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Unnamed Title Will Be Similar to 'Lucky'

By Published on .

NEW YORK (AdAge.com) -- Conde Nast Publications today announced, in the barest-bones fashion possible, that it would launch in 2004 a men's version of its shopping magazine Lucky.

Conde Nast Editorial Director James Truman, who will oversee the project, said the nascent title has neither an editor in chief nor a publisher, and that the company had not yet decided what the magazine would be called. In addition, the time frame for the launch is somewhat uncertain as well.

No test issues
"We hope to get at least one issue out in the first six months of next year," he said. He said the company would launch the title without publishing test issues. The company's most recent launch, of Teen Vogue, came after four several newsstand-only test issues were published over a period of a couple of years. Lucky published a test issue in 2000 before proceeding with a full-blown launch.

Lucky, which was inspired by

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Japanese shopping magazines that closely resemble repurposed product catalogs, was derided as a "mag-a-log" when it first appeared. But while the 800,000-circulation Lucky has been a smash hit for the company, notching over 1,000 ad pages in its second full year of existence and claiming the No. 3 spot on Advertising Age's A List of magazines for 2002, observers remain less certain that a men's version of the magazine will find such a large audience.

Not a 'niche' title
Mr. Truman declined to directly address questions concerning what the company's circulation goals were for the new project, but said "we are not looking at this as a small niche magazine, with a different model than our other magazines." Conde Nast's publishing model calls for mass-circulation magazines, which Mr. Truman defined as those with circulations that top 650,000. The only Conde Nast title with a circulation smaller than that is the digerati-aimed Wired.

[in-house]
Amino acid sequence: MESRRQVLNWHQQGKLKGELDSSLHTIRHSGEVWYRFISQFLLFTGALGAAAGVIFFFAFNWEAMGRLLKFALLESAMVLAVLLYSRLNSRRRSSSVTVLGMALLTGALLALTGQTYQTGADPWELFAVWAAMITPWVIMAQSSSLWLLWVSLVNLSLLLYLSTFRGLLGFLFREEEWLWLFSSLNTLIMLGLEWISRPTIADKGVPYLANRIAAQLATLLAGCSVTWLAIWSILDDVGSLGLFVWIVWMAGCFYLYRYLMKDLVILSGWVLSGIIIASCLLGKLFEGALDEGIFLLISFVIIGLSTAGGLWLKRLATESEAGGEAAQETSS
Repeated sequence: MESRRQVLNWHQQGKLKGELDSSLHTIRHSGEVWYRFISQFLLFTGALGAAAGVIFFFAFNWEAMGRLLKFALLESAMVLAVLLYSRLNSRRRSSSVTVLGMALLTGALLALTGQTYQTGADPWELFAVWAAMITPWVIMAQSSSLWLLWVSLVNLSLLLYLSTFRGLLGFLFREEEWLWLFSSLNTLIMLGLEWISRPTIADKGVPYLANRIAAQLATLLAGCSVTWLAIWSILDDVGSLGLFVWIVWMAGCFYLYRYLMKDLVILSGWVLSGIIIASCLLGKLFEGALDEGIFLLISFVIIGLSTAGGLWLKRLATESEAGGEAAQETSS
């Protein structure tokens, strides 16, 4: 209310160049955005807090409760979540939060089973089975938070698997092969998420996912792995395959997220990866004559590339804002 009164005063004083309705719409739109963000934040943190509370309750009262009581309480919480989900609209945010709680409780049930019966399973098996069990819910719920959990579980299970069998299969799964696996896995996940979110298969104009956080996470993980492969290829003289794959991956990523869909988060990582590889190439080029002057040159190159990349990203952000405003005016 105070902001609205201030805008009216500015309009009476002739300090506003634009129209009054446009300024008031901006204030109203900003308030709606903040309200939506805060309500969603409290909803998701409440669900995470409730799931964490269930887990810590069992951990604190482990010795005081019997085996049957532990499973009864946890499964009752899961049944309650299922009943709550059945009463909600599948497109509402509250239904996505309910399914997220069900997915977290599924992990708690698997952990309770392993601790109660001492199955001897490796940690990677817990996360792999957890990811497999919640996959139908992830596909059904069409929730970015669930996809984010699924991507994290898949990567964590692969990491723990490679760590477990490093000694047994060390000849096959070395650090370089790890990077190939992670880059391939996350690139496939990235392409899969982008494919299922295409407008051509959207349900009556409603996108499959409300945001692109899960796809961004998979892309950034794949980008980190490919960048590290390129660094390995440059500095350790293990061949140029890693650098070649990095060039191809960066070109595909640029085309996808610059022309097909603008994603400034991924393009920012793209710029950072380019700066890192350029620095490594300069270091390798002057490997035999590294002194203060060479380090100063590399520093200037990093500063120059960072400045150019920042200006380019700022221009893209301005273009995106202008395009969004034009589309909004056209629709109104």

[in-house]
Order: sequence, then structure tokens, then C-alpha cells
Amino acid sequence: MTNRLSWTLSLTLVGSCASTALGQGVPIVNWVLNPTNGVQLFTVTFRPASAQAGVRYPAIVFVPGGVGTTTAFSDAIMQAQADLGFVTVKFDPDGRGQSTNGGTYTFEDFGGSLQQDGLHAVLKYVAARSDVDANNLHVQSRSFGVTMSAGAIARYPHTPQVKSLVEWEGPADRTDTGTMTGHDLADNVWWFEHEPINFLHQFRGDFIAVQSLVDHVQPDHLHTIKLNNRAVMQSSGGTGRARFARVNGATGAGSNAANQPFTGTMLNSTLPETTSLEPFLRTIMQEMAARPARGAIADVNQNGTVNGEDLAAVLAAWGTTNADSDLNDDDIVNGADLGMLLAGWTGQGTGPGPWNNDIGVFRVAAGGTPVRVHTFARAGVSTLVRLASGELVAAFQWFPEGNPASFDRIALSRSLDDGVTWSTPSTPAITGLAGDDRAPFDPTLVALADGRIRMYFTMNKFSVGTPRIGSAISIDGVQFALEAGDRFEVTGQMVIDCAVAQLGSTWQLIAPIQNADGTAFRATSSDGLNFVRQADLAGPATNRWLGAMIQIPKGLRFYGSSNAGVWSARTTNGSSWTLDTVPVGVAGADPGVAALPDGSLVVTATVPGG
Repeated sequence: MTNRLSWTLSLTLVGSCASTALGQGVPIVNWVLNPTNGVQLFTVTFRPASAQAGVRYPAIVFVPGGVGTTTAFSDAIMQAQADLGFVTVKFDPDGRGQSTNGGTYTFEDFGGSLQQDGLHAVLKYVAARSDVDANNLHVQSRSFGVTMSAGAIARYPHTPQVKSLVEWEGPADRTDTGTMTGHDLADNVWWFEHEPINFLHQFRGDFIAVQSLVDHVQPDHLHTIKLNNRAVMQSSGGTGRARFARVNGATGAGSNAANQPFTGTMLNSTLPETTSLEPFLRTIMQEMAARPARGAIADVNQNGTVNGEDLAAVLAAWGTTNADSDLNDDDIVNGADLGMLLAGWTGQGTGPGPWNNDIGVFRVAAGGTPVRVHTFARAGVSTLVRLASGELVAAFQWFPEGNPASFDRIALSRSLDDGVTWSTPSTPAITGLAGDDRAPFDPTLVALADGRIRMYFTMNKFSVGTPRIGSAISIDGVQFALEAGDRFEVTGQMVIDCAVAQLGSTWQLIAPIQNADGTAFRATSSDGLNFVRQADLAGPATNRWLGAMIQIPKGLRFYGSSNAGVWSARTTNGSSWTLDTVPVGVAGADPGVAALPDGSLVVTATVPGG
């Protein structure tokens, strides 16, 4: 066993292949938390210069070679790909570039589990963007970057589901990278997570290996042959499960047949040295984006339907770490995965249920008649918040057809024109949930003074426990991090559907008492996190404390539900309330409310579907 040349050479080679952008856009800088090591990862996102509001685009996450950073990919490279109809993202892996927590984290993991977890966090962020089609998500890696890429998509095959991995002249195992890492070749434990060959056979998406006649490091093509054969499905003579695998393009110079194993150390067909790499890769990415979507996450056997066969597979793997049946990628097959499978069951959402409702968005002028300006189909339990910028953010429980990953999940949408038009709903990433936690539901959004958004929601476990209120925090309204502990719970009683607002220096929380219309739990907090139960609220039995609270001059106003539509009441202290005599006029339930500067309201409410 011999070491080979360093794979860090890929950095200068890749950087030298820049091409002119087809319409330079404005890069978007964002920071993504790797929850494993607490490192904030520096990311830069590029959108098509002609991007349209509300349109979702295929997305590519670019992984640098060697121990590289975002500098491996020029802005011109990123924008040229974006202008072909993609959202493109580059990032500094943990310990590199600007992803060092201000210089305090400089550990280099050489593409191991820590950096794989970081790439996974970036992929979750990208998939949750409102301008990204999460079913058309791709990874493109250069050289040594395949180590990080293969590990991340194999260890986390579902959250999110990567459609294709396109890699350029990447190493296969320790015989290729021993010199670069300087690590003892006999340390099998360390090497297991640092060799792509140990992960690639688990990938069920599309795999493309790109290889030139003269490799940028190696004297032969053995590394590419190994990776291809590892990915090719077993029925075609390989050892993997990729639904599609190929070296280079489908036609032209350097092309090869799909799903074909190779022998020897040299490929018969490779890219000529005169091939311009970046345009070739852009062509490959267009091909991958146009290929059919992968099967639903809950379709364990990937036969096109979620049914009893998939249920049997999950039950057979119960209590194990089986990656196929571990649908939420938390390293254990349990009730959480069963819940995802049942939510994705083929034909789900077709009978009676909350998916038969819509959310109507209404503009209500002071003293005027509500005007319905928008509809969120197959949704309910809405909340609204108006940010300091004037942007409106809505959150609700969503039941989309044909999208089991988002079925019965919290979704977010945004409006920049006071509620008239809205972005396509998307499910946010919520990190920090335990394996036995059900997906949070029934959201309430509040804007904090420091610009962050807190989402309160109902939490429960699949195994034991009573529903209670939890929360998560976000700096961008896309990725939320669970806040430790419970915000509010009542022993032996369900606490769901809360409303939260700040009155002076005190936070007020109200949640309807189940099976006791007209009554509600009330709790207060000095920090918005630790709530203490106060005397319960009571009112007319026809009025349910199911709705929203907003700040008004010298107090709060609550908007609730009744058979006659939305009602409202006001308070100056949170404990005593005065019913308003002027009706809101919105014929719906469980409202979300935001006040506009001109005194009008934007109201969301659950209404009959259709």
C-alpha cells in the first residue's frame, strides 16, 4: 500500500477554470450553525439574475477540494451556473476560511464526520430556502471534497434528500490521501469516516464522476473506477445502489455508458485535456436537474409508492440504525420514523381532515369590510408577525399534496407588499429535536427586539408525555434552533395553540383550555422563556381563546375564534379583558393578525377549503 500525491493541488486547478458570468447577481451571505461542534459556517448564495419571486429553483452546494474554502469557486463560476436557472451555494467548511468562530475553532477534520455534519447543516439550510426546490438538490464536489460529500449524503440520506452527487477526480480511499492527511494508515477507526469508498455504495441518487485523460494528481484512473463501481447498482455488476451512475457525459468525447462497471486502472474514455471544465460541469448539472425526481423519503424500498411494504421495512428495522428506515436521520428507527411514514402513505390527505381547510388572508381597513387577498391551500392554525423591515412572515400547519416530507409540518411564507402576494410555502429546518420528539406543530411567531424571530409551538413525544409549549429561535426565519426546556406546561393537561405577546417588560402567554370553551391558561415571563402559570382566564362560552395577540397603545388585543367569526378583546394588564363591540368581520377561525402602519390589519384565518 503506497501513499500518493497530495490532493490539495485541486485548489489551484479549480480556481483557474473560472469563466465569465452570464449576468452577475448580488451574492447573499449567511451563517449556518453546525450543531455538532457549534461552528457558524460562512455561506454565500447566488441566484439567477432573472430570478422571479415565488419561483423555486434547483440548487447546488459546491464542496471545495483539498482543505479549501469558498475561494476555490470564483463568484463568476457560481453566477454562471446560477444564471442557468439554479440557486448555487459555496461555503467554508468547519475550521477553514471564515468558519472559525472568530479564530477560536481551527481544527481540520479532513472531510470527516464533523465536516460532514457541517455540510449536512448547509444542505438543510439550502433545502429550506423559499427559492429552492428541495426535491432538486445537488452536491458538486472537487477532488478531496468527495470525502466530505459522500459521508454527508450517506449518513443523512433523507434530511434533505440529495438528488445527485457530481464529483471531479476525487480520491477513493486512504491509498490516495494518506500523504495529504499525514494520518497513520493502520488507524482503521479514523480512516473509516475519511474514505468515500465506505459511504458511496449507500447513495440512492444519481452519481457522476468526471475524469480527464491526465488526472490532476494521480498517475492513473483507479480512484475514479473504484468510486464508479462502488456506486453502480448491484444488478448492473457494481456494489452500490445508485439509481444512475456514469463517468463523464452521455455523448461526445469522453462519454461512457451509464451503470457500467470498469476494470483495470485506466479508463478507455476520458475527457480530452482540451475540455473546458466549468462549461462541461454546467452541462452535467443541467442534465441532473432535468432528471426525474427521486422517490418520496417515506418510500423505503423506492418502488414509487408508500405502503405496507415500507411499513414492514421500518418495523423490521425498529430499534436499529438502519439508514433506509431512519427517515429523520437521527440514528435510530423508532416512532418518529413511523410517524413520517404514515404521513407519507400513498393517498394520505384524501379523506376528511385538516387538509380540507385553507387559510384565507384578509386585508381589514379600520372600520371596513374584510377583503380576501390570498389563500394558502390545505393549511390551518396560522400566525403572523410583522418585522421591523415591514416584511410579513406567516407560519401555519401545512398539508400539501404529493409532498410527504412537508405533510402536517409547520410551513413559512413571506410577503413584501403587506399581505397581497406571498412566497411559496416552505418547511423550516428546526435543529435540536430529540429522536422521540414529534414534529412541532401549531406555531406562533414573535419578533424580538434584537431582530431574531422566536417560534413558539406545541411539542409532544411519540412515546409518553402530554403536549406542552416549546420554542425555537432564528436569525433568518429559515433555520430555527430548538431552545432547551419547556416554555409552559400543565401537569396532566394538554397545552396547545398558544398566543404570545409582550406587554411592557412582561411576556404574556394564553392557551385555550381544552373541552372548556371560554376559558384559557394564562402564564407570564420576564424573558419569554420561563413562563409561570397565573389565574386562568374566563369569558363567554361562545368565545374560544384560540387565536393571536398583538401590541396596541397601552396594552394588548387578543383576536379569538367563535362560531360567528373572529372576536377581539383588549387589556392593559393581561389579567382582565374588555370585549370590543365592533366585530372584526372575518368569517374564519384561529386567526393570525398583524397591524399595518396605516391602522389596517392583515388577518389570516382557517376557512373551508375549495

Conde Nast insiders had spoken of a significantly sped up announcement process for the men's version of Lucky ever since CEO Steven T. Florio caused a stir March 6 at a Magazine Publishers of America breakfast in which he said the company would imminently announce a new launch. But Mr. Truman denied this, saying that the announcement had been planned for March 10 all along, and that Mr. Florio, "in his enthusiasm, spoke a little early."

Search for 'GQ' editor
The other eagerly awaited Conde Nast move that is being overseen by Mr. Truman is his search for an editor in chief of GQ to replace company veteran Art Cooper, who is leaving in June. Mr. Truman said he expected to announce Mr. Cooper's successor in the last week of March, adding that he was in the process of interviewing eight candidates for the job. He declined to identify or comment on any of those he has interviewed, but company insiders say the list includes GQ executive editors Jim Nelson and Michael Hainey, and Michael Hirschorn, the former editor of Spin and Inside.com who's now a senior vice president at VH1.

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